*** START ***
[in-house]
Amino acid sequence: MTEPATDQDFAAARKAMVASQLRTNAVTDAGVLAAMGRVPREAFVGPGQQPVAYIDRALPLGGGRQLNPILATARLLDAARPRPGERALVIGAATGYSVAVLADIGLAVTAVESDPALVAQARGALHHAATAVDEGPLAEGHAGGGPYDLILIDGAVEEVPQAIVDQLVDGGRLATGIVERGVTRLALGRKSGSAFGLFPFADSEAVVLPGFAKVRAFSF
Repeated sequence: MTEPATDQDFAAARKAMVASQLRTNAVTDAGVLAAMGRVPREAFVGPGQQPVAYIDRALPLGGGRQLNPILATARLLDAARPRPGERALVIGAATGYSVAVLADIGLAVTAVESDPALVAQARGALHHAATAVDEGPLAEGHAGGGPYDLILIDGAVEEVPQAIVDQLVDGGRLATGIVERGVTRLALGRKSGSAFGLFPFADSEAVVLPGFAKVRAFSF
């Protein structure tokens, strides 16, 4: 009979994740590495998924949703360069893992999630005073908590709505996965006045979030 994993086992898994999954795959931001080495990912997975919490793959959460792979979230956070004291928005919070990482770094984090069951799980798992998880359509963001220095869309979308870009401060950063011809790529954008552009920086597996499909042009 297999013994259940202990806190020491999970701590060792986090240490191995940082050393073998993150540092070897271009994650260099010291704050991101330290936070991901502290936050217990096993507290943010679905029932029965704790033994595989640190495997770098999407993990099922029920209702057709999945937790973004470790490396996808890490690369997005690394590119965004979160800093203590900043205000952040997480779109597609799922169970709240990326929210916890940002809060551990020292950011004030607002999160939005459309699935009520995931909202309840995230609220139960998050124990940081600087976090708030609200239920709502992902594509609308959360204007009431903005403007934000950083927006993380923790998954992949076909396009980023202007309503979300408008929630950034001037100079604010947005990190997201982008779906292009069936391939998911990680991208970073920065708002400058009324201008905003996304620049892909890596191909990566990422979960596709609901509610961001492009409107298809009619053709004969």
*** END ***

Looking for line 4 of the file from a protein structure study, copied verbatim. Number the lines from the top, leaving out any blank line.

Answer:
């Protein structure tokens, strides 16, 4: 009979994740590495998924949703360069893992999630005073908590709505996965006045979030 994993086992898994999954795959931001080495990912997975919490793959959460792979979230956070004291928005919070990482770094984090069951799980798992998880359509963001220095869309979308870009401060950063011809790529954008552009920086597996499909042009 297999013994259940202990806190020491999970701590060792986090240490191995940082050393073998993150540092070897271009994650260099010291704050991101330290936070991901502290936050217990096993507290943010679905029932029965704790033994595989640190495997770098999407993990099922029920209702057709999945937790973004470790490396996808890490690369997005690394590119965004979160800093203590900043205000952040997480779109597609799922169970709240990326929210916890940002809060551990020292950011004030607002999160939005459309699935009520995931909202309840995230609220139960998050124990940081600087976090708030609200239920709502992902594509609308959360204007009431903005403007934000950083927006993380923790998954992949076909396009980023202007309503979300408008929630950034001037100079604010947005990190997201982008779906292009069936391939998911990680991208970073920065708002400058009324201008905003996304620049892909890596191909990566990422979960596709609901509610961001492009409107298809009619053709004969």